April 1971 Popular Electronics
Table of Contents
Wax nostalgic about and learn from the history of early electronics. See articles
published October 1954 - April 1985. All copyrights are hereby acknowledged.
This 1971 article from Popular Electronics magazine was the twelfth in a long series of features reporting on electronics related college degrees, technical schools, on-the-job training, military training, areas of specialty, career planning and options, current hiring practices and companies doing the hiring, salaries and hourly rates, worker's compensation and insurance, etc. All the issues of importance today were being covered even half a century ago, although the names have been changed for some entities. For instance the state employment bureaus are now referred to as departments of labor and industry; e.g., here in Pennsylvania, the DLI supplies statistics on labor classifications and average pay. It can be downloaded rather than needing to write to or visit the office to get a copy. Interestingly, this column also addresses a dilemma still faced by many people - quitting college before actually being awarded a diploma, even if only a few credits shy, it gains you no favor in the sight of an employer looking for someone with a college degree.
See other installments: 3rd, 7th, 12th, 20th
Opportunity Awareness - Thoughtful Reflections On Your Future
Twelfth in a Monthly Series by David L. Heiserman
Wages - Yours vs. Average
How call I find out whether or not my wages are in line with other electronic technicians working in my part of the country?
The statistics division of your state employment bureau compiles the most complete and impartial wage statistics for your part of the country. These annual reports break down the wage figures according to occupation, type of business or industry, and city or geographic area.
You can generally get a free copy of the report - or at least see one - by visiting your nearest state employment office. If that doesn't work, write directly to your state's division of labor statistics.
Also, your local library should have a recent copy of Employment and Earnings Statistics for States and Areas. This book, published by the U.S. Department of Labor's Bureau of Labor statistics, is a collection of all the wage reports submitted by the states.
Engineering College Drop-Out
I am in my third year of study at a 5-year engineering college. Although the VA is helping me, I am finding it more and more difficult to be a responsible family man and full-time engineering student at the same time. So I will be dropping out of college at the end of this term to get a full-time job. I have four years of experience as a Navy Electronics Technician and three full years of college behind me. How can I use this background to help me get a good job in electronics?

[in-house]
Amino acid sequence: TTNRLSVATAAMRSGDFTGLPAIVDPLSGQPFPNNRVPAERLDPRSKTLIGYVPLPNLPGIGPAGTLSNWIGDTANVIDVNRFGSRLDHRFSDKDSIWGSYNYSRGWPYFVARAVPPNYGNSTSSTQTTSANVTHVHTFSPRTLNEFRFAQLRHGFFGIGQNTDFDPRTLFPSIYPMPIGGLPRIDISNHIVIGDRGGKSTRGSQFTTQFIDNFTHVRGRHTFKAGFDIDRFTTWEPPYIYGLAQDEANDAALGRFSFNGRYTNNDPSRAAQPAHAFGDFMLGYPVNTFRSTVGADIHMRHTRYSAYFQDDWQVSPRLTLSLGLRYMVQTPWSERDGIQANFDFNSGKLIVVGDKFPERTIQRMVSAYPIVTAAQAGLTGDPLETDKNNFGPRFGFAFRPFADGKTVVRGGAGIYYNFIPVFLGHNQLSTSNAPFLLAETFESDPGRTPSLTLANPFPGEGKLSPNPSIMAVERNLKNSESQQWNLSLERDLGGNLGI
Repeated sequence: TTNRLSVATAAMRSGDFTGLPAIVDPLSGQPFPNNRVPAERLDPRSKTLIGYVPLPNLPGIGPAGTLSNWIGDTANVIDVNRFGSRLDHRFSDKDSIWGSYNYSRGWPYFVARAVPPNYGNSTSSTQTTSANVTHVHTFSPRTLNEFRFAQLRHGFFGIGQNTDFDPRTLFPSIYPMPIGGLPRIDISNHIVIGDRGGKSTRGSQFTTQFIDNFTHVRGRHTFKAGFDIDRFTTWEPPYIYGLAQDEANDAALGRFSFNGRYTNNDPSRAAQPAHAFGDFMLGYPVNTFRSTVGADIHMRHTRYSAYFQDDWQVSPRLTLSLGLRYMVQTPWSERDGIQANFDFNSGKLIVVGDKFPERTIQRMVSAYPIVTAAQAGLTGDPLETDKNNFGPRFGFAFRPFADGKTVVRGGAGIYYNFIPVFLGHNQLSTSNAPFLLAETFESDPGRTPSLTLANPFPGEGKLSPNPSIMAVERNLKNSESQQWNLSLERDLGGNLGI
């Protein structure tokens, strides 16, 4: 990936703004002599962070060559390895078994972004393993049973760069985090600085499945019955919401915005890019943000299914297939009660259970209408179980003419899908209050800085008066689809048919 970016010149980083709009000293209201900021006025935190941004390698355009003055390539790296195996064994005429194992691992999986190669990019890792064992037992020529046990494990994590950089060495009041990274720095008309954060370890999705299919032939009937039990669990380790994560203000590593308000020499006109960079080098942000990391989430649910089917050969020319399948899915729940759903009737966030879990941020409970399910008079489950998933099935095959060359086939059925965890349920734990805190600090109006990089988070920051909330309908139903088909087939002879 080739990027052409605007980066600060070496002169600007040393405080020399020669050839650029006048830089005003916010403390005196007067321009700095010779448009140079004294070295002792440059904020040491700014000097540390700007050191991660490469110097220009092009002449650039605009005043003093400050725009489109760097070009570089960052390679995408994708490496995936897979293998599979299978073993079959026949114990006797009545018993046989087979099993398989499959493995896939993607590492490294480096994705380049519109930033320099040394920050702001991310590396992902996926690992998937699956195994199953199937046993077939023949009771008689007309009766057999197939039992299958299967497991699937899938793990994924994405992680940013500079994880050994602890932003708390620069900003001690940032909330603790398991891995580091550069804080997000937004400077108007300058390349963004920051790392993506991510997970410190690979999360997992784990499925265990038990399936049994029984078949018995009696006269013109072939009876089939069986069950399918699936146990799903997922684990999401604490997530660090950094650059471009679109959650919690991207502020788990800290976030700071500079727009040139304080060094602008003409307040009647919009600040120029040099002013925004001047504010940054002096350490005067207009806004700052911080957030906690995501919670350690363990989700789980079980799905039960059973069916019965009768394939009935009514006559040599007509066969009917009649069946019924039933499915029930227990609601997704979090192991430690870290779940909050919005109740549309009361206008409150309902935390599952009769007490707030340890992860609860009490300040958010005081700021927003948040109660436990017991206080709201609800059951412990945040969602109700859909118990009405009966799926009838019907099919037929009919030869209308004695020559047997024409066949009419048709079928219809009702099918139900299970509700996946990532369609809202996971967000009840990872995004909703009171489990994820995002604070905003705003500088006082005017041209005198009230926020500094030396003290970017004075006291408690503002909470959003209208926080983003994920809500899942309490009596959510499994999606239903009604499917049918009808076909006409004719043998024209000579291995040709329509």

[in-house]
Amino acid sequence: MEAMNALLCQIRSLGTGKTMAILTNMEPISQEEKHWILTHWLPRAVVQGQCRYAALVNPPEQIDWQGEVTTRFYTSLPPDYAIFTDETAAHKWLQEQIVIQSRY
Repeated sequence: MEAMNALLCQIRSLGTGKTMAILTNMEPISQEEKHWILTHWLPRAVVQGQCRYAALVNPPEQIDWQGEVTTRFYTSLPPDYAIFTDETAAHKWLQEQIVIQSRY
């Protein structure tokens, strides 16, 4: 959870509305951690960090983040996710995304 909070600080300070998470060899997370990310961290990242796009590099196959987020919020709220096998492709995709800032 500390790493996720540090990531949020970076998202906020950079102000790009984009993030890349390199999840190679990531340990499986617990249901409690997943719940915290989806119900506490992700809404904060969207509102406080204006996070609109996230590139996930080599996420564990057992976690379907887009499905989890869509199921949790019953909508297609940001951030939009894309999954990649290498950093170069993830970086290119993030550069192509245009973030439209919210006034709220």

You may think your three years of college add to your value as an employee; and strictly speaking, you're right. However, without some kind of diploma in your hand, you'll most likely find yourself making some tough compromises at job interviews. You certainly won't be able to get a graduate engineer's position and salary, for instance, but you should be able to do better than a man who has no higher education at all. You'll find yourself being classified somewhere in a murky gray area between a technician and an engineer. The question is "where?" Unless you can get some kind of diploma or know someone who can vouch for your abilities, you'll probably have to start out more on a technician level.
A transcript of grades might help convince prospective employers you have the potential for becoming a good engineer or engineering technician. Unless your grades are exceptionally good, however, displaying then at a job interview may do more harm than good.
It's a sad fact of life that a college drop-out with an "A" or "B" average has a tough time commanding the same kind of respect granted a college graduate with a "C" average.
You may have guessed by now that my advice is to stay in college - at least on a part-time basis. If you don't have the money or time for part-time college work, I suggest you transfer your credits to a two-year technical school and attend evening classes. You might be able to get a degree in Electrical Engineering Technology in less than a year.
The point is to get some formal credentials. You'll still have to work hard for what you want, but formal credentials will give you a better foothold at the start.
In our October 1970 column. we suggested that readers looking for jobs in distant localities. should contact the headquarters of Snelling and Snelling (a nationwide employment agency) in Paoli. Penn. Since they have 540 offices in 45 states. the agency tells us that they can serve you better if you contact your local office or the one in the nearest large city. (See the white pages of the telephone book.) A list of these offices may be obtained by writing to the Public Relations Dept. of Snelling and Snelling. Inc., 2 Industrial Blvd ., Paoli, PA 19301, but resumes should be sent to local offices.
Posted March 11, 2019